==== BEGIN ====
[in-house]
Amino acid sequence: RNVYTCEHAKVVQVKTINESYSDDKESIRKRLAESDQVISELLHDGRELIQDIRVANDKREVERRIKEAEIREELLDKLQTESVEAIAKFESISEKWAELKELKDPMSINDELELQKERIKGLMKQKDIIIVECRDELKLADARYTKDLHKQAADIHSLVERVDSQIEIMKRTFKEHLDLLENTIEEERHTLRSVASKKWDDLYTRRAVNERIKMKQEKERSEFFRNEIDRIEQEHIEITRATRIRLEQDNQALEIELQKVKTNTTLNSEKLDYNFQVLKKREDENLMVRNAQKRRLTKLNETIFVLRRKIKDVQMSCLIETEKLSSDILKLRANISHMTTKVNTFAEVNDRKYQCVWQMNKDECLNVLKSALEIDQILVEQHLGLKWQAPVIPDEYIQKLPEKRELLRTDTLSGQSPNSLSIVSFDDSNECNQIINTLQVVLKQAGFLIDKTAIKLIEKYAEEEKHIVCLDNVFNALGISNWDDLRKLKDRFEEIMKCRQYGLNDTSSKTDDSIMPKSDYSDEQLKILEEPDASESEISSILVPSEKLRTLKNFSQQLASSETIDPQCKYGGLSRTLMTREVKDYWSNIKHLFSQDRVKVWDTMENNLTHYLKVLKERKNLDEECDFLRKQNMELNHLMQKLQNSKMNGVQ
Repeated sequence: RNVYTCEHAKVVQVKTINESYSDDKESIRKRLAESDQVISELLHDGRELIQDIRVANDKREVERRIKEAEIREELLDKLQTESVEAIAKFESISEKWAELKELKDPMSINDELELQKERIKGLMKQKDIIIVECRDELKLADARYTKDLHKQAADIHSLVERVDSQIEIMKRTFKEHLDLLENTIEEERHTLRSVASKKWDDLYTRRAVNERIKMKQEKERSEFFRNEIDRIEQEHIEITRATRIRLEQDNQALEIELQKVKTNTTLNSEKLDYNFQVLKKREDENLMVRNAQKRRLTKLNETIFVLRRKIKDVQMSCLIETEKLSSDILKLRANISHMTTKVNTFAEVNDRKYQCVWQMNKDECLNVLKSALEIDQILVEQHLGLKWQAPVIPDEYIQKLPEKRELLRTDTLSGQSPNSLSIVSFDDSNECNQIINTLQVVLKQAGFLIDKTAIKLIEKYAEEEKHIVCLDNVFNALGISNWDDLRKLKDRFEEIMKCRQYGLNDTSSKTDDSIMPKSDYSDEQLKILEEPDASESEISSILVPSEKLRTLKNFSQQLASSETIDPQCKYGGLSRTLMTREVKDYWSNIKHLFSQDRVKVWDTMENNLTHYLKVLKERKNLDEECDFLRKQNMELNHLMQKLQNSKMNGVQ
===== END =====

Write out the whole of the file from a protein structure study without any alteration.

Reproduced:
[in-house]
Amino acid sequence: RNVYTCEHAKVVQVKTINESYSDDKESIRKRLAESDQVISELLHDGRELIQDIRVANDKREVERRIKEAEIREELLDKLQTESVEAIAKFESISEKWAELKELKDPMSINDELELQKERIKGLMKQKDIIIVECRDELKLADARYTKDLHKQAADIHSLVERVDSQIEIMKRTFKEHLDLLENTIEEERHTLRSVASKKWDDLYTRRAVNERIKMKQEKERSEFFRNEIDRIEQEHIEITRATRIRLEQDNQALEIELQKVKTNTTLNSEKLDYNFQVLKKREDENLMVRNAQKRRLTKLNETIFVLRRKIKDVQMSCLIETEKLSSDILKLRANISHMTTKVNTFAEVNDRKYQCVWQMNKDECLNVLKSALEIDQILVEQHLGLKWQAPVIPDEYIQKLPEKRELLRTDTLSGQSPNSLSIVSFDDSNECNQIINTLQVVLKQAGFLIDKTAIKLIEKYAEEEKHIVCLDNVFNALGISNWDDLRKLKDRFEEIMKCRQYGLNDTSSKTDDSIMPKSDYSDEQLKILEEPDASESEISSILVPSEKLRTLKNFSQQLASSETIDPQCKYGGLSRTLMTREVKDYWSNIKHLFSQDRVKVWDTMENNLTHYLKVLKERKNLDEECDFLRKQNMELNHLMQKLQNSKMNGVQ
Repeated sequence: RNVYTCEHAKVVQVKTINESYSDDKESIRKRLAESDQVISELLHDGRELIQDIRVANDKREVERRIKEAEIREELLDKLQTESVEAIAKFESISEKWAELKELKDPMSINDELELQKERIKGLMKQKDIIIVECRDELKLADARYTKDLHKQAADIHSLVERVDSQIEIMKRTFKEHLDLLENTIEEERHTLRSVASKKWDDLYTRRAVNERIKMKQEKERSEFFRNEIDRIEQEHIEITRATRIRLEQDNQALEIELQKVKTNTTLNSEKLDYNFQVLKKREDENLMVRNAQKRRLTKLNETIFVLRRKIKDVQMSCLIETEKLSSDILKLRANISHMTTKVNTFAEVNDRKYQCVWQMNKDECLNVLKSALEIDQILVEQHLGLKWQAPVIPDEYIQKLPEKRELLRTDTLSGQSPNSLSIVSFDDSNECNQIINTLQVVLKQAGFLIDKTAIKLIEKYAEEEKHIVCLDNVFNALGISNWDDLRKLKDRFEEIMKCRQYGLNDTSSKTDDSIMPKSDYSDEQLKILEEPDASESEISSILVPSEKLRTLKNFSQQLASSETIDPQCKYGGLSRTLMTREVKDYWSNIKHLFSQDRVKVWDTMENNLTHYLKVLKERKNLDEECDFLRKQNMELNHLMQKLQNSKMNGVQ